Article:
Jeremy saw it was about to happen: he’d seen the same brand of racist nonsense day in, day out, of course, and he knew how Wells would be likely to react to Bilal’s defiance. So he tried to put himself between Bilal and the skinhead, confident that Wells wouldn’t try to knife a white kid, no matter how angry he was. But he hadn’t counted on Wells throwing the knife instead of advancing and using it to stab, and so he was too slow in starting to move. As Wells’ arm came back Jeremy spread his own arms and shouted “No!”, but it was too late: Wells hurled the knife. If Jeremy hadn’t tried to get in the way it would have hit Bilal squarely in the chest, but instead it thumped into Jeremy’s right arm just above the elbow.
It didn’t hurt much at first: it just felt as if he had been punched. But after a couple of seconds the fact that there was a knife blade right through his arm and sticking out the other side sank in and he cried out and dropped to his knees.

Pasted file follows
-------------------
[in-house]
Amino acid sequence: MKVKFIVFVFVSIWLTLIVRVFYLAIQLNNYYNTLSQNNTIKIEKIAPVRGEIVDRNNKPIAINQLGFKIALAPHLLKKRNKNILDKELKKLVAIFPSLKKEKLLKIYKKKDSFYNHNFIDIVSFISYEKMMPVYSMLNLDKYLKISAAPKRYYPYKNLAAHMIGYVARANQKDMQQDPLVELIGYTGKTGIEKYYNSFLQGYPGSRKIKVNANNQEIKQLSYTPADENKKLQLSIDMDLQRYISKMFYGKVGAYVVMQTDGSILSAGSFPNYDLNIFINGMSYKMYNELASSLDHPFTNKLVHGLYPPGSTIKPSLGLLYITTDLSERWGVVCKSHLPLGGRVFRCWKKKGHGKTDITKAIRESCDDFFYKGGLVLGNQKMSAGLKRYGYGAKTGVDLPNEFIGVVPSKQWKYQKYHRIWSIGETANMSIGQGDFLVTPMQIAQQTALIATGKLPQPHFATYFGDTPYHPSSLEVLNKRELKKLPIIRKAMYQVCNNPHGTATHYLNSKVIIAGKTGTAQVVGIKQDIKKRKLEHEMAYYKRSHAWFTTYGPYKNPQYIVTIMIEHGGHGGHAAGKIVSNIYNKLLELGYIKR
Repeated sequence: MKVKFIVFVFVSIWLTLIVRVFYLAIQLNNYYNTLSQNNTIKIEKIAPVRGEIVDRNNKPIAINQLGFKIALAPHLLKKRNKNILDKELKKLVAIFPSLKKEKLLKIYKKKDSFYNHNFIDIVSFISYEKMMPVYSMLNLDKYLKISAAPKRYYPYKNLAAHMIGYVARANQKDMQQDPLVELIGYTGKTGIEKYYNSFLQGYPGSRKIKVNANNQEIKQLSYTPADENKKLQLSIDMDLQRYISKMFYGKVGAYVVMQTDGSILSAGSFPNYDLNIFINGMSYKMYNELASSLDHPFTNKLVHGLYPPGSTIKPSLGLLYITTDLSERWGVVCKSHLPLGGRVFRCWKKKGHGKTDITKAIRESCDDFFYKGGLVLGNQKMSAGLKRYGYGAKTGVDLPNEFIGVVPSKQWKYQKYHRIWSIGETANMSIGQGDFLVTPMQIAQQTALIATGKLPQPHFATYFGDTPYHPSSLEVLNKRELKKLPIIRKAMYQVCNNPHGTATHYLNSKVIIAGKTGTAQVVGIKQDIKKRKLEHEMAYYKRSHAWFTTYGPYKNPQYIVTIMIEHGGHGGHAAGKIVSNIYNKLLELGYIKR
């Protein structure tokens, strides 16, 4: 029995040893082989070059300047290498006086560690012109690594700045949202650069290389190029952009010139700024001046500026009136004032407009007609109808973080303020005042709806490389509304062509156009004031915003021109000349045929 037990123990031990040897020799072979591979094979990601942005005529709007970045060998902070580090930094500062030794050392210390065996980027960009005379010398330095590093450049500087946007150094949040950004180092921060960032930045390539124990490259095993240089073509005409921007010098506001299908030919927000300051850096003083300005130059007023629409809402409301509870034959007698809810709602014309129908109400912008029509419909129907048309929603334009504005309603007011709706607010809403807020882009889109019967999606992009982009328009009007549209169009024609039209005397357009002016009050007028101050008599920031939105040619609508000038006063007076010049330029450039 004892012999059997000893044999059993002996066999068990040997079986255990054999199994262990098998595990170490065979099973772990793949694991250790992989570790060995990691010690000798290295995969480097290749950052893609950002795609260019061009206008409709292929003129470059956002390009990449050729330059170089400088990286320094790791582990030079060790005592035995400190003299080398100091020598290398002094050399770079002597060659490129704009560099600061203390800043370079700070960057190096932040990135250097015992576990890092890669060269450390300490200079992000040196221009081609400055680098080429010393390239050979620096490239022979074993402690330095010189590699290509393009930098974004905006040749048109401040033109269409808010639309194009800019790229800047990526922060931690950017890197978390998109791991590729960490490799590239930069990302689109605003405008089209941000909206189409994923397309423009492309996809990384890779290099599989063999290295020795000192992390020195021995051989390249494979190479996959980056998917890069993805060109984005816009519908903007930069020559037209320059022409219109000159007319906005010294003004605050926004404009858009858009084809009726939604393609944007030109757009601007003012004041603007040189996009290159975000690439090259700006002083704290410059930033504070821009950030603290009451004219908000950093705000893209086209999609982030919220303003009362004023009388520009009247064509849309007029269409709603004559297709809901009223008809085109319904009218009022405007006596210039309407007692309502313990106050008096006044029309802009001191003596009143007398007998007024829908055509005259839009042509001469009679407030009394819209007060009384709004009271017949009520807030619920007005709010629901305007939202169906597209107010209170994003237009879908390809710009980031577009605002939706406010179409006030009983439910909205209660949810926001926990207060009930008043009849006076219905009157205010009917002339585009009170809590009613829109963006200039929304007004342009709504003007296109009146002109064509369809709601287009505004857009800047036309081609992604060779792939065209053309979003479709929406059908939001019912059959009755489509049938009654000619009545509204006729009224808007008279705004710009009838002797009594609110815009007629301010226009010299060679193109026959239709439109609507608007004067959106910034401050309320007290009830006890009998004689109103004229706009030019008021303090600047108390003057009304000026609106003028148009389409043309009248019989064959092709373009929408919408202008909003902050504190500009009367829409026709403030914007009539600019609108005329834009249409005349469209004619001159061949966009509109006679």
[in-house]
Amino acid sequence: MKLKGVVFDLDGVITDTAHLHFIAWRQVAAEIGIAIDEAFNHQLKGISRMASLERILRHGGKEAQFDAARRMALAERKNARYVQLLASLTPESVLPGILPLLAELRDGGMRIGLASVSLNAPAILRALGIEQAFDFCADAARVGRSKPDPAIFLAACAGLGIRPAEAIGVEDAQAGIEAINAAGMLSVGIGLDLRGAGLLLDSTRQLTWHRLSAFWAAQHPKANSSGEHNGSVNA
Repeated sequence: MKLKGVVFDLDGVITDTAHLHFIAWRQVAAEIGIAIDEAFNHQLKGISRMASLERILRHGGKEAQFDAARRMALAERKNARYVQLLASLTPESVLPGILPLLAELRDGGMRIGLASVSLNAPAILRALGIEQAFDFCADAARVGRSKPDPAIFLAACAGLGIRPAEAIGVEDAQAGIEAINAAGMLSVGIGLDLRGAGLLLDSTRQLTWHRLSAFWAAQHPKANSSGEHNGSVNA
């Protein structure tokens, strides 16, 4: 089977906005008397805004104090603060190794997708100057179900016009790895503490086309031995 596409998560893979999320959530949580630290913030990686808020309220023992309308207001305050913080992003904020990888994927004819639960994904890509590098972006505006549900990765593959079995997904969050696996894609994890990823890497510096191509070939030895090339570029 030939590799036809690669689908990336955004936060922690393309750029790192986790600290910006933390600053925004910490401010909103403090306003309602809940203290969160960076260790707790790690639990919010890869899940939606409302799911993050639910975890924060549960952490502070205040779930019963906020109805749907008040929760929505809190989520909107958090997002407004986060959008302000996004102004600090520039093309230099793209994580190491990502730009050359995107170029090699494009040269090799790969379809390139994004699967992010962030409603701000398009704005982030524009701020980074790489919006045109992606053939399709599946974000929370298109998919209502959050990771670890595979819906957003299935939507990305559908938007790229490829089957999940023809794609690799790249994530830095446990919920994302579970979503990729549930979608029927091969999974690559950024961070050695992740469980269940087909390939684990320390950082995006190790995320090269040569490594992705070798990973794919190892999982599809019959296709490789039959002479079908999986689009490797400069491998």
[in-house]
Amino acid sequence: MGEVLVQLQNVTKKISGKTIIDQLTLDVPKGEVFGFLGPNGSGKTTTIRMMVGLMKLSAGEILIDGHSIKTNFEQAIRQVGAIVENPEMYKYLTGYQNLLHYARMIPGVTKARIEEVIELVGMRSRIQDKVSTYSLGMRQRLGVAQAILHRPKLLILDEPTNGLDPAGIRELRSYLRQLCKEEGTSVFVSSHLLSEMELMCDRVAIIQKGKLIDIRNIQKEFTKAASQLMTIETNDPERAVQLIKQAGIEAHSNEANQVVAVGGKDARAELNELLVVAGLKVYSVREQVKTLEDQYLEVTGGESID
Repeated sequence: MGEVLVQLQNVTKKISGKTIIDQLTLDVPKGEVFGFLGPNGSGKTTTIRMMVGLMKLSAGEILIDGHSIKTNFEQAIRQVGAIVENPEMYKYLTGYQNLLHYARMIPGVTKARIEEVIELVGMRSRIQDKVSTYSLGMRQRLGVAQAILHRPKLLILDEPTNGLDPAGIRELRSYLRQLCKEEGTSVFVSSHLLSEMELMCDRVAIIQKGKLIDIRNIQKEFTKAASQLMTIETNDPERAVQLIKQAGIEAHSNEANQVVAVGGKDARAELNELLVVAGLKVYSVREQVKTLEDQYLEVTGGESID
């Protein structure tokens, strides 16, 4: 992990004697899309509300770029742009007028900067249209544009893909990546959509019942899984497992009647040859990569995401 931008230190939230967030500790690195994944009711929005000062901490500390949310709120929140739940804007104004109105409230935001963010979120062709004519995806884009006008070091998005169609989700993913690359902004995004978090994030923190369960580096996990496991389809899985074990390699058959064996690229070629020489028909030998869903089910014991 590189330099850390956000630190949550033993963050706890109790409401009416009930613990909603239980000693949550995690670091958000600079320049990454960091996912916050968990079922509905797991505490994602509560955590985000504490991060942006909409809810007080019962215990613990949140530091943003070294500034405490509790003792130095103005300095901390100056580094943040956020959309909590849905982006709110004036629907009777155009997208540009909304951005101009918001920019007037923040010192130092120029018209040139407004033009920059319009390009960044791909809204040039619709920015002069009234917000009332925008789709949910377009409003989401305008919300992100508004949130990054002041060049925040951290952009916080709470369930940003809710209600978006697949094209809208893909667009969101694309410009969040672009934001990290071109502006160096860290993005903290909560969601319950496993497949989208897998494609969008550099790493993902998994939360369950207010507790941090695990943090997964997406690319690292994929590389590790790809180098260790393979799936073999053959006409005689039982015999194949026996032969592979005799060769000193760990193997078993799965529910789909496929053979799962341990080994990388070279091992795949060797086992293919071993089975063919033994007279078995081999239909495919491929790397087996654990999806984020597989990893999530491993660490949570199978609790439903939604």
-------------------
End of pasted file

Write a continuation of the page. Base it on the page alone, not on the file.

The skinheads had never heard of the Sacred Band of Thebes, of course, and neither had Jeremy’s friends, but the Band’s principle (‘if you hurt someone I love you're in deep, deep shit’) governed what happened next: the Collection were all devoted to Jeremy, who was fundamentally the reason they were all friends in the first place, and seeing him hurt like that sent them berserk. And while Kenji didn’t know Jeremy at all, he hated bullying in every form, and so when the rest of the Collection charged, he didn’t hold back.